But Howard and LeBlanc go beyond cataloging attacks to suggest ways to prevent them. There is plenty of code in this book that demonstrates everything from the proper way to copy strings correctly in C to safe ways to retrieve information from the registry. If you're reading because you need a sense of the security landscape, you may want to skim past those chunks, but if you're down in the trenches of Windows coding, they'll be valuable.

Lies, Damned Lies, and Security Myths
The authors also puncture a number of stupid ideas about security. They're especially scathing about those who blithely assume that their product is secure because it implements cryptography ("Do not, under any circumstances, create your own encryption algorithm. The changes are very good that you will get it wrong."). They also have some choice words for various groups at Microsoft who tried to ignore security problems, and as a result had the authors break into their test servers. It's hard to know whether to be more disgusted at an organization where teams would consider shipping known security holes, or pleased that the authors didn't get fired as a result of these shenanigans. But that does suggest one strategy for making your own company's products more secure. There's also a strong section on other ways to make security a priority, which emphasizes the importance of baking in security up front instead of trying to tack it on at the end.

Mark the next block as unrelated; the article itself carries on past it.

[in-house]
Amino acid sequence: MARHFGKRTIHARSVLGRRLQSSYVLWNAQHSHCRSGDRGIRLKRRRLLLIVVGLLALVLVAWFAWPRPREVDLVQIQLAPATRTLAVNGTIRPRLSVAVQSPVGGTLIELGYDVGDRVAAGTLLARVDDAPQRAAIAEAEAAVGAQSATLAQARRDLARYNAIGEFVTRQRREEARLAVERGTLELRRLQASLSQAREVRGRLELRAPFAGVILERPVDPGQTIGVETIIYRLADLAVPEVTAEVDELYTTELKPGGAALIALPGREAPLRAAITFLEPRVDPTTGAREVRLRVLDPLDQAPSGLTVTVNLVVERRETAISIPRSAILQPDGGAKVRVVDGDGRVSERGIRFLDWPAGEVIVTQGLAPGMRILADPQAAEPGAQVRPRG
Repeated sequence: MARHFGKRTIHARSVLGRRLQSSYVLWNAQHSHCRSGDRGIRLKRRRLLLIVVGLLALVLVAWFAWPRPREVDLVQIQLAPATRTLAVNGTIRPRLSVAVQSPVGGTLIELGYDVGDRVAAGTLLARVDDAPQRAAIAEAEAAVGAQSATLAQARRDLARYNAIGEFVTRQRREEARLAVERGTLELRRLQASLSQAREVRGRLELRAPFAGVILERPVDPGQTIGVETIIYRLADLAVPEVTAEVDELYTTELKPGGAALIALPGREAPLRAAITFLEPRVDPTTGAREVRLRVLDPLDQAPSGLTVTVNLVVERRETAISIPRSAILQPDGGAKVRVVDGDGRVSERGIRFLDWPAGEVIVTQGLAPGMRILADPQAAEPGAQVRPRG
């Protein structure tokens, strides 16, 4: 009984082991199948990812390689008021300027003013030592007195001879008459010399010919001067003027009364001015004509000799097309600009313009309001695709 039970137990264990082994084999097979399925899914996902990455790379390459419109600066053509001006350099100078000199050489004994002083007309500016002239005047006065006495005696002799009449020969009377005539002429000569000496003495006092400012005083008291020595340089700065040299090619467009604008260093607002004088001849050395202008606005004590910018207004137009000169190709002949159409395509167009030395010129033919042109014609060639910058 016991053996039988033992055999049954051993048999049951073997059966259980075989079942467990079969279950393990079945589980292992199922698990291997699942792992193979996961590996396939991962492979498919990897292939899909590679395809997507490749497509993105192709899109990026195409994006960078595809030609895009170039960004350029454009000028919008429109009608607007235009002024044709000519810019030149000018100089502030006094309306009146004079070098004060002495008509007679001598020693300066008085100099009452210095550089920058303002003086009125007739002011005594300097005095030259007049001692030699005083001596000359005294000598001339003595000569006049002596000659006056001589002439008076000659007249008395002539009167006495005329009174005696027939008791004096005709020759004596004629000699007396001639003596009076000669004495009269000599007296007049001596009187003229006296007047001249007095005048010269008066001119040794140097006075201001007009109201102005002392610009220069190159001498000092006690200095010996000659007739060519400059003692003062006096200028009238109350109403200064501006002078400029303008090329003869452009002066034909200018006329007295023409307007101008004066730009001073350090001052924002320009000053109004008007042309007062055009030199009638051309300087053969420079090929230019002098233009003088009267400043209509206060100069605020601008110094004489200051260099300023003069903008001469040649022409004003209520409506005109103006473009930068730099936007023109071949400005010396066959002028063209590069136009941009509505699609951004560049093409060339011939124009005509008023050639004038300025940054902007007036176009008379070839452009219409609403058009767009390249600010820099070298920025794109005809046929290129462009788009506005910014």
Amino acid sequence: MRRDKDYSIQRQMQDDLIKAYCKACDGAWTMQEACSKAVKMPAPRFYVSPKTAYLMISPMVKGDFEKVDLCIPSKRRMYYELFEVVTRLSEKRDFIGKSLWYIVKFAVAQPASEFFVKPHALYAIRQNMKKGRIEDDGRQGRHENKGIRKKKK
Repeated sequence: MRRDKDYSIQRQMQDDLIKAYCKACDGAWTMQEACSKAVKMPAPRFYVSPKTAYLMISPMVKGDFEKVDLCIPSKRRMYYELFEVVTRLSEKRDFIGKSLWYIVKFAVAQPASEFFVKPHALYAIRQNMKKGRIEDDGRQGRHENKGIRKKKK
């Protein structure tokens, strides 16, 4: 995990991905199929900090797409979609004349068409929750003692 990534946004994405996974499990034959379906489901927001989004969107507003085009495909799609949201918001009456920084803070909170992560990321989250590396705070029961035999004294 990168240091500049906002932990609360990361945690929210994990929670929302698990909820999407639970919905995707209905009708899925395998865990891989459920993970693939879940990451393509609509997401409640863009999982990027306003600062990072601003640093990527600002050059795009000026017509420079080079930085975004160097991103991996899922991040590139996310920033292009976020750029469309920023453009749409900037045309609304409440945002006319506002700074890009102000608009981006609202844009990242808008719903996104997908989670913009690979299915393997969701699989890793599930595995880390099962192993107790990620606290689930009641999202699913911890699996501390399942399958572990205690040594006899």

Of course, no matter how good your design and implementation, your code might still get broken by attacks as yet undreamt of. I would have liked more coverage of ways to react to security holes in shipping products, from the importance of regression-testing patches to the ethical way to treat those who find such holes. This is especially important in light of the perennial battle between those who believe in "full disclosure" (releasing bug details to force the vendor to fix things) and those who prefer a more secretive approach. But perhaps that's a subject for another book.

10 Is a Nice Round Number
As an appendix, Howard and LeBlanc present the 10 Immutable Laws of Security:

  1. If a bad guy can persuade you to run his program on your computer, it's not your computer anymore.
  2. If a bad guy can alter the operating system on your computer, it's not your computer anymore.